Center for Strategic Communication

Just one day after the Islamic State of Iraq and the Sham launched an assault on Samarra and briefly took control of five neighborhoods, the jihadist insurgent group attempted to seize Mosul. Additionally, the ISIS took over Anbar University in Ramadi and held hundreds of students and staff hostage for several hours before retreating.

Yesterday evening, hundreds of ISIS fighters “advanced on Mosul from the northwest and deployed in large numbers in the west of the city,” Reuters reported. Three Iraqi soldiers and four policemen were killed in the resulting clashes.

In southern Mosul, a suicide assault team made up of five heavily armed ISIS fighters attacked a weapons depot and killed 11 soldiers. Some of the members of the suicide assault team detonated their suicide jackets during the raid. And in the nearby village of Muwaffakiya, a minority Shabak community, a pair of suicide car bombs killed six people.

It is unclear how much of Mosul was briefly under ISIS control before Iraqi forces launched their counterattack. Iraqi officials told the news agency that an estimated 10 percent of Mosul still remains under ISIS influence. The military claims to have killed 105 ISIS fighters and destroyed more than 20 vehicles as most of the ISIS assault team withdrew to desert areas on the outskirts of Mosul.

Mosul was the last major city to serve as a bastion for the ISIS after the US and Iraqi forces launched counterinsurgency operations as part of the surge that began in 2007. By the time US forces left Iraq at the end of 2011, the ISIS was operating as terrorist cells in the city. Close proximity to Syria allowed the ISIS to continue operating in Mosul and the northwestern province of Ninewa. The ISIS began reasserting itself as the Syrian civil war picked up steam in the summer of 2011 and US forces withdrew from Iraq a few months later in December.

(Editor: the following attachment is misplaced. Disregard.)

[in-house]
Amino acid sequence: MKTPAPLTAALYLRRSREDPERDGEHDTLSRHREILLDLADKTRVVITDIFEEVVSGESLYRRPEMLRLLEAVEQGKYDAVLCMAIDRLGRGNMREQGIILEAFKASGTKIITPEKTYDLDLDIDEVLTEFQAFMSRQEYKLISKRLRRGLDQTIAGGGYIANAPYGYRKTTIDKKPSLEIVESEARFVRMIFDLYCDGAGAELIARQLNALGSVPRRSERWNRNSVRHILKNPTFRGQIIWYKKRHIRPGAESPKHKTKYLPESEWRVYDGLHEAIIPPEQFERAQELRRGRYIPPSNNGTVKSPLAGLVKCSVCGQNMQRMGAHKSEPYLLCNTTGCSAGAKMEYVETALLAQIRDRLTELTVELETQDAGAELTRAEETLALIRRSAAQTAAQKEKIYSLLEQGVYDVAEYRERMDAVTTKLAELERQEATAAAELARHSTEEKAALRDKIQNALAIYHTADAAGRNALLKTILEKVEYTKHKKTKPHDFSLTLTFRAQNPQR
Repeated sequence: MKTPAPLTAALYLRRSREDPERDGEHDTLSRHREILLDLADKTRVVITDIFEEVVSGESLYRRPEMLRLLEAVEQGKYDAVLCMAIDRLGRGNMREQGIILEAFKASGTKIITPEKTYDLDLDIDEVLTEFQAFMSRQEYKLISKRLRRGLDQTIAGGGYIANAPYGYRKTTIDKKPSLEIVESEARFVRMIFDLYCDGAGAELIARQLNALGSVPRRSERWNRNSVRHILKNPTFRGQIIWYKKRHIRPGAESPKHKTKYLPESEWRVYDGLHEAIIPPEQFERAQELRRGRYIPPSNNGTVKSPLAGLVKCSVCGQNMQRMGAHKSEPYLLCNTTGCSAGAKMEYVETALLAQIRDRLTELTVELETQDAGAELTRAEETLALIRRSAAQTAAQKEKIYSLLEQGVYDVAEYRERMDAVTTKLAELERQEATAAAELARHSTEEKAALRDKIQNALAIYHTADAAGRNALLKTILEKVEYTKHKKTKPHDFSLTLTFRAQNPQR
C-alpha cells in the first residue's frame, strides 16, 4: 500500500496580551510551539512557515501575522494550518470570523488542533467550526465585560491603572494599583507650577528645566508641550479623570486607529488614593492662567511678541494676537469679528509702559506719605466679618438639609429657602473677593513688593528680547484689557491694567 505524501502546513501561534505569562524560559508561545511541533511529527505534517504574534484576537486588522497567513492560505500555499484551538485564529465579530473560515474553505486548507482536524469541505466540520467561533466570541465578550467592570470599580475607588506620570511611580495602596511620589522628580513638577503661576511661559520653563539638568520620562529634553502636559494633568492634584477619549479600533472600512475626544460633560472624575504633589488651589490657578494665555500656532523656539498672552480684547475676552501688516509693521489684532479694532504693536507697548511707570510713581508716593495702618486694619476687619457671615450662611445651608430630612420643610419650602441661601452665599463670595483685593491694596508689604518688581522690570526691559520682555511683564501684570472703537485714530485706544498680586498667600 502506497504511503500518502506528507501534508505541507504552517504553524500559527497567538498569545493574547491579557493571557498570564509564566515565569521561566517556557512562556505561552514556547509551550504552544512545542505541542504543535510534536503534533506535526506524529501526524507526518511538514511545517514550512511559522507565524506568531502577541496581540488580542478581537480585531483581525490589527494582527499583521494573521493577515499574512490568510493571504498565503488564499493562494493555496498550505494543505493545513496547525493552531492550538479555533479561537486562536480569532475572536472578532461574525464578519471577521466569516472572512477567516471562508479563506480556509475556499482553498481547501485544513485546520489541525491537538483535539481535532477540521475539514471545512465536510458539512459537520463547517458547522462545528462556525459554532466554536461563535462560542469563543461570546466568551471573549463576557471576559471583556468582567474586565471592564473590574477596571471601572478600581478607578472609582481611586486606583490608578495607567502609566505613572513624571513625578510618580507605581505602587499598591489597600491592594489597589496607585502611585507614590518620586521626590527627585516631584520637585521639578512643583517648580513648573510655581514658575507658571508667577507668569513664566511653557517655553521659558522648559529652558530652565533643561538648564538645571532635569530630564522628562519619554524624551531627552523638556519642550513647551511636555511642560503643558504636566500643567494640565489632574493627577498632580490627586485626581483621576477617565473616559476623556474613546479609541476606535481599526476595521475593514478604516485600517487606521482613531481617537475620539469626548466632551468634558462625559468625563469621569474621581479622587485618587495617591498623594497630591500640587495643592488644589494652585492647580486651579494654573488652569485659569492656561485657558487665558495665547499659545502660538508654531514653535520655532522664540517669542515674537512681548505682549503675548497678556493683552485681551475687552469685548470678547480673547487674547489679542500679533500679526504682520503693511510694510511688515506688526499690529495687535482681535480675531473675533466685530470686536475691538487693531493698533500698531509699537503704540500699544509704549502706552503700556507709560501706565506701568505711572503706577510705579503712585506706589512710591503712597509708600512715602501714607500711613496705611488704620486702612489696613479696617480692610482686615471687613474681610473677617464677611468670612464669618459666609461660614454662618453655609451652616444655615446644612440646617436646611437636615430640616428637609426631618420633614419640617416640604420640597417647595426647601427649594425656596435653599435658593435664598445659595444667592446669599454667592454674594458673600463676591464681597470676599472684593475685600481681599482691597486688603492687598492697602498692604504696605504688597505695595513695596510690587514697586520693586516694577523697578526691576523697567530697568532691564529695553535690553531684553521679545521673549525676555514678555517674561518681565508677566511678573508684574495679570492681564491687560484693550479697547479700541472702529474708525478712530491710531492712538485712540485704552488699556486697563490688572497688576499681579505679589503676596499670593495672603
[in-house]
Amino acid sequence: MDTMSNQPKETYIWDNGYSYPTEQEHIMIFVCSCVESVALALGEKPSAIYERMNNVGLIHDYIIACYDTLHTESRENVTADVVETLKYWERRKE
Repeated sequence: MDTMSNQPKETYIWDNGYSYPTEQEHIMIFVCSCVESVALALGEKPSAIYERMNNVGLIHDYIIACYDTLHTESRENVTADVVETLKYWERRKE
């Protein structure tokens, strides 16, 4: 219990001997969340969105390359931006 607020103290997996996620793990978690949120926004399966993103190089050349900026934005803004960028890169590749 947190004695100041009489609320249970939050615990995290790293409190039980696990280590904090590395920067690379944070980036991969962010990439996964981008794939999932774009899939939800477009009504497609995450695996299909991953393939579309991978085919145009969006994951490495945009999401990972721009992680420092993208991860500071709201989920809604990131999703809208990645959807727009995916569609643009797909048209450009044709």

Attack on Anbar University

Today in Ramadi, the provincial capital of Anbar, an ISIS assault team killed three policemen who were guarding the entrance to Anbar University. The ISIS team then entered the university and held dozens of student hostage.

Iraqi forces battled with ISIS fighters as students fled the university grounds. The ISIS abandoned the school during the clash. No students were killed.

Ramadi was one of two major cities in Anbar that were taken over by the ISIS at the very beginning of this year. Although Iraqi forces claimed to have retaken control of Ramadi, clashes are routinely reported both inside and outside the city. Earlier this week, a suicide bomber killed one of the top leaders of the Anbar Awakening, an anti-ISIS tribal militia that is supported by the government. Fallujah remains under the control of the ISIS and allied tribal groups.

The ISIS, which was al Qaeda’s official branch in Iraq, established the Al Nusrah Front in Syria. Al Nusrah formally announced its existence in January 2012. This year, al Qaeda’s General Command disowned the ISIS in April after a yearlong dispute over leadership of the jihad in Syria broke out into fighting between the ISIS on one side and Al Nusrah, allied with jihadist and Free Syrian Army groups, on the other.

The jihadist infighting in Syria does not appear to be negatively impacting the ISIS’ military operations in Iraq, however. The ISIS has gained control of large parts of Anbar as well as areas in Salahaddin, Diyala, and Ninewa provinces, and has stepped up attacks in other provinces. The ISIS maintains training camps in both Iraq and Syria, and is able to launch massed assaults in multiple provinces simultaneously, while continuing to deploy suicide bombers, IEDs, and assassination teams in both countries.